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I'm have an index which stores text strings for search, both in their original form and their collated form (Collated form is used for searching the index, Original is displayed in the results).

The collation is done via the ICU4C implementation, which works as defined in the Unicode Collation Algorithm. I use Sort Keys, and typically only store the Primary strength (no accents, lower/upper-case, code pages etc).

For debugging purposes, is there any way to invert a collation sort key to retrieve a human-readable string similar to the original? Obviously this is a lossy process, but converting the sort key of 'a' to display the ASCII 'a' character is good enough. Hopefully there is a standard way of doing this, without having to implement the translation from binary sort key to printable unicode characters myself. Optimally, the solution will be implemented in C/C++.

Thanks in advance.

  • When I looked at generated keys on short sample strings – there are obvious patterns. But I have no idea when key compression would kick in, and how complex it is. – paiv Jan 30 '17 at 22:11
  • an index which stores text strings for search, both in their original form and their collated form Have you considered using the very same index to do the reverse lookup (i.e. original form by the sort key) ? – zeppelin Jan 31 '17 at 19:02
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You don't need an universal reverse collation algorithm. You only want to find string collation keys you ever dealt with.

So, simply create a global map(dictionary) where you store every UTF string you putting into your main index. An UTF string will be the dictionary value while its collation key will be your dictionary key:

allStrings[collation_key] = utf_string

Acting in such a way, you create a global sorted index of all your known strings. Then, simply retrieve a string by its collation key whenever you need it for the debugging output.

The string for a given collation key is not guaranteed to be unique, but, as you've mentioned, a string more or less similar to the original one works well in your application.

If even you haven't access to all insertions to the index, you probably still can retrieve all the records first by string: object -> str, then by collation: object -> coll, and join them : for (objects) your_dictionary[collations[object]]=strings[object] .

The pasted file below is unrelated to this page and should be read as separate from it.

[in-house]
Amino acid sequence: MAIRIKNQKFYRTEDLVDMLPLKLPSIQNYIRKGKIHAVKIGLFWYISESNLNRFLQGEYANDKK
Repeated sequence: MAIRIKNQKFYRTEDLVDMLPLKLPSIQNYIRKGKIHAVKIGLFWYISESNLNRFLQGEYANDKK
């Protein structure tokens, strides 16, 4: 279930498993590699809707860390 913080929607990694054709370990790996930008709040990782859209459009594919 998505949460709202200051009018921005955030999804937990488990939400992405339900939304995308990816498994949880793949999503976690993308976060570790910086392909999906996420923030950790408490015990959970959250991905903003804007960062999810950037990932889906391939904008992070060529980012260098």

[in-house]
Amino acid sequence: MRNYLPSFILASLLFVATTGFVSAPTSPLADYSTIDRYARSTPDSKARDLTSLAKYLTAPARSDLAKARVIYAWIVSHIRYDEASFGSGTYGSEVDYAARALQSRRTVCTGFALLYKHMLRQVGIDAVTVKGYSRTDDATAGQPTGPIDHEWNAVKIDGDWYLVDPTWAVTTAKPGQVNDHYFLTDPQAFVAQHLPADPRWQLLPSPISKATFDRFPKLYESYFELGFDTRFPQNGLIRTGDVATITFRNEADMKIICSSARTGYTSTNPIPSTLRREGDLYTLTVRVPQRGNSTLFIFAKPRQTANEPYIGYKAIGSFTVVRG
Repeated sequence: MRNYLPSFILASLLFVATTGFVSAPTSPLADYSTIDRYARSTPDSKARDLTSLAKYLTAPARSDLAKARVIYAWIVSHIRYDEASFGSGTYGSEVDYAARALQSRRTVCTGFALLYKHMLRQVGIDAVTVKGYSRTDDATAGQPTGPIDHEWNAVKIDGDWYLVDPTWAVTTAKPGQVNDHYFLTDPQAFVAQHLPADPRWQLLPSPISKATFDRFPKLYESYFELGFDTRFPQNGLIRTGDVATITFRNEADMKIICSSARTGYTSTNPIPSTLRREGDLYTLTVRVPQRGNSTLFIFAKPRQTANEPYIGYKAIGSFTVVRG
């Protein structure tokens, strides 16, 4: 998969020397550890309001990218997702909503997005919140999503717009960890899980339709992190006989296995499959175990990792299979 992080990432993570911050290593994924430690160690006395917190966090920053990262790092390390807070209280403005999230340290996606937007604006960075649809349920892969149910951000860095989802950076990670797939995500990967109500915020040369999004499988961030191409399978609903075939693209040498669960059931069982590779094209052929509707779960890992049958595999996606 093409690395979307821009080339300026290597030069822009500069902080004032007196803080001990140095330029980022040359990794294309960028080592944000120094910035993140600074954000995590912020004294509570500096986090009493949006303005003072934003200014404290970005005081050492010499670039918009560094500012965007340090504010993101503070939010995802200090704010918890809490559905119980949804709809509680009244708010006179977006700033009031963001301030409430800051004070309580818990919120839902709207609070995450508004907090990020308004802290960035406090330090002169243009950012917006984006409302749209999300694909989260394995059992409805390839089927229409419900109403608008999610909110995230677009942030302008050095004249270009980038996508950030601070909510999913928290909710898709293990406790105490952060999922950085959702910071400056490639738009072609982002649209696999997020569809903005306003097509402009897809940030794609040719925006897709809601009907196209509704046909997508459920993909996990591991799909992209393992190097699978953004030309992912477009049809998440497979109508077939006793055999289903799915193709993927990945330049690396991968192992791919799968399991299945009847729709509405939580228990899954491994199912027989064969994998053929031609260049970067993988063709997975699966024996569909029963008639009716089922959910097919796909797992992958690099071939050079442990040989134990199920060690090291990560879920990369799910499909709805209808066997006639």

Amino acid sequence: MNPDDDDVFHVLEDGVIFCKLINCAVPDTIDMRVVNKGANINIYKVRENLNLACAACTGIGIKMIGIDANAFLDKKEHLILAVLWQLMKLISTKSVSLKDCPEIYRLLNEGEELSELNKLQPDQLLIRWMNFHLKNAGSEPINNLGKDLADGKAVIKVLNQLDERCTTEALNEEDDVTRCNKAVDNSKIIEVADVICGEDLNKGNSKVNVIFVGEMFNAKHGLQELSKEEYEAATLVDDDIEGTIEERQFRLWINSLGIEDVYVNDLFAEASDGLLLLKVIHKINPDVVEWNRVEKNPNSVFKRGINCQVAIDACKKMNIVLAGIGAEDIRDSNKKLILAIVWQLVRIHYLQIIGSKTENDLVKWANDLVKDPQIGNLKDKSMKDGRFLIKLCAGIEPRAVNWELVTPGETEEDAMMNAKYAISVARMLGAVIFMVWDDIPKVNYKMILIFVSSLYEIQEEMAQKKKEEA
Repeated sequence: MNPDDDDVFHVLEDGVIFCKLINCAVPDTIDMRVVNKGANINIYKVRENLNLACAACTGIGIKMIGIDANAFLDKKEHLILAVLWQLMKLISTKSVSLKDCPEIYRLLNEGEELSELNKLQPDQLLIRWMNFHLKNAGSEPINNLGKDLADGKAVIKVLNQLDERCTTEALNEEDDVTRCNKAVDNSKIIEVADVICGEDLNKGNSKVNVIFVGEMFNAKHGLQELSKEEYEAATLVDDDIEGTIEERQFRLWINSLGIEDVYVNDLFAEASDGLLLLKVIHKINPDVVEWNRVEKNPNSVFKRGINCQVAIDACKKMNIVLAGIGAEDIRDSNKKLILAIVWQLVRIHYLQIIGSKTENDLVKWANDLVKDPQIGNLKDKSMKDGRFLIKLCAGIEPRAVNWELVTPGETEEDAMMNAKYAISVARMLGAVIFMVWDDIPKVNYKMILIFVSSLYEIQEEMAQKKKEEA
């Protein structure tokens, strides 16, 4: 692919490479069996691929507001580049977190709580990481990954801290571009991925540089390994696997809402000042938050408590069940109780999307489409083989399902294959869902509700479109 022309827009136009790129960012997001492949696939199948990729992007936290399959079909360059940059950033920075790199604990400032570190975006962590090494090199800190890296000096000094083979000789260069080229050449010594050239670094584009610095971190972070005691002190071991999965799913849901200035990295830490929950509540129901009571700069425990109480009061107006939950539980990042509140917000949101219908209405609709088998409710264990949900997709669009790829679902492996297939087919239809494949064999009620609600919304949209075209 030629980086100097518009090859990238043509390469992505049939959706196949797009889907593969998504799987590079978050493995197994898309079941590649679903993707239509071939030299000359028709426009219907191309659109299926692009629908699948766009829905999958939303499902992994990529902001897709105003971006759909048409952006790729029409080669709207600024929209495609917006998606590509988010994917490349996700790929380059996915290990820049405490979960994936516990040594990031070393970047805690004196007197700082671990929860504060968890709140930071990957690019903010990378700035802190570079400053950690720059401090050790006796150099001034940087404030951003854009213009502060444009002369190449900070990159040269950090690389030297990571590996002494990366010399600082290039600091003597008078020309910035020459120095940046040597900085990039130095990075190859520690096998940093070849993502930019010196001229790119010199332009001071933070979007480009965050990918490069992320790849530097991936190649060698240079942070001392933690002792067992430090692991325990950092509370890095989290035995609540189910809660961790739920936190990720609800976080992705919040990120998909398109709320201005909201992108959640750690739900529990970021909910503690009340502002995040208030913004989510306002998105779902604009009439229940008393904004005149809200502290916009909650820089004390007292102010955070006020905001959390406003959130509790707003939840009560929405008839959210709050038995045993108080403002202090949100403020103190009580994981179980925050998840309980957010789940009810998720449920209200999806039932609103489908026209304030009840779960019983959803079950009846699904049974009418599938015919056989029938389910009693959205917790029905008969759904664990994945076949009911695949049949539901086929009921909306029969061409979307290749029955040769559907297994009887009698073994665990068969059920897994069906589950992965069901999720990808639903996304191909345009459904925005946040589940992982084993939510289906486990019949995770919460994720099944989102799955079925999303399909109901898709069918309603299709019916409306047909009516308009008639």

If you still want to design your own algorithm, note that a collation string contains of sequence of primary elements for all chars followed by a sequence of secondary elems, followed by tertiary elems and so on. I think you may focus on learning primary elements.

  • To get a primary element for a char, convert a string of form "given_character long_constant_sequence" to its collation sequence. A prefix subsequence of the result that variates when you change you given_character will be the primary element(s) of given_character.
  • Now, write a procedure collecting primary elements for all characters. Then, store a map : primary elements -> character (and maybe primary_elements -> primary_elements_size; (but maybe the size is constant in the collation algorithm you used - check it))
  • Develop a tokenizer splitting your collation into elements one by one. Probably it should stop once it fails to find more known primary elements - you don't want to deal with secondary etc. elements in your simple solution.
  • Use tokenizer on your index collations, then lookup primary elements in the primary_elements -> character map previously built. Compose an approximate UTF string to display during the debugging session.
  • I can't have a global map, since the target application is a distributed system. – David Eisenstat Jan 31 '17 at 18:24
  • I think only if you quite sure that such kind of options doesn't work it worth to design a custom algorithm. It's not too difficult (just an alignment to some collection of short subsequences) but it's much more difficult than getting full or at least some reasonable fraction of content of your index. The latter works if you are ok with some missing entries when you are debugging. – AndreyS Scherbakov Feb 1 '17 at 1:29

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